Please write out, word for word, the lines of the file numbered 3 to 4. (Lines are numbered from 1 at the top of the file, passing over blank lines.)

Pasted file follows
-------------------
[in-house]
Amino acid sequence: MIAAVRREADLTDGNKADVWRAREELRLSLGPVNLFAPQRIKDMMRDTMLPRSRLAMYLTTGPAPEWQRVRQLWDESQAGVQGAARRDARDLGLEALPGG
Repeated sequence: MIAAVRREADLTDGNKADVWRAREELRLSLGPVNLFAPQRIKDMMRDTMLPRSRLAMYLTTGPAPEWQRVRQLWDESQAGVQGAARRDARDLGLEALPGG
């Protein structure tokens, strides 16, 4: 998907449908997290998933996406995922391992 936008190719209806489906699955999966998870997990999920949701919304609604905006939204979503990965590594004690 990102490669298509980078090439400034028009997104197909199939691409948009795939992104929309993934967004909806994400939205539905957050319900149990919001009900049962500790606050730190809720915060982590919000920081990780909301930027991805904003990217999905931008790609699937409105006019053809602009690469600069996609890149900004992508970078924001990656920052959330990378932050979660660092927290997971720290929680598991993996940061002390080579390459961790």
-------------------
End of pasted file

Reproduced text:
Repeated sequence: MIAAVRREADLTDGNKADVWRAREELRLSLGPVNLFAPQRIKDMMRDTMLPRSRLAMYLTTGPAPEWQRVRQLWDESQAGVQGAARRDARDLGLEALPGG
């Protein structure tokens, strides 16, 4: 998907449908997290998933996406995922391992 936008190719209806489906699955999966998870997990999920949701919304609604905006939204979503990965590594004690 990102490669298509980078090439400034028009997104197909199939691409948009795939992104929309993934967004909806994400939205539905957050319900149990919001009900049962500790606050730190809720915060982590919000920081990780909301930027991805904003990217999905931008790609699937409105006019053809602009690469600069996609890149900004992508970078924001990656920052959330990378932050979660660092927290997971720290929680598991993996940061002390080579390459961790």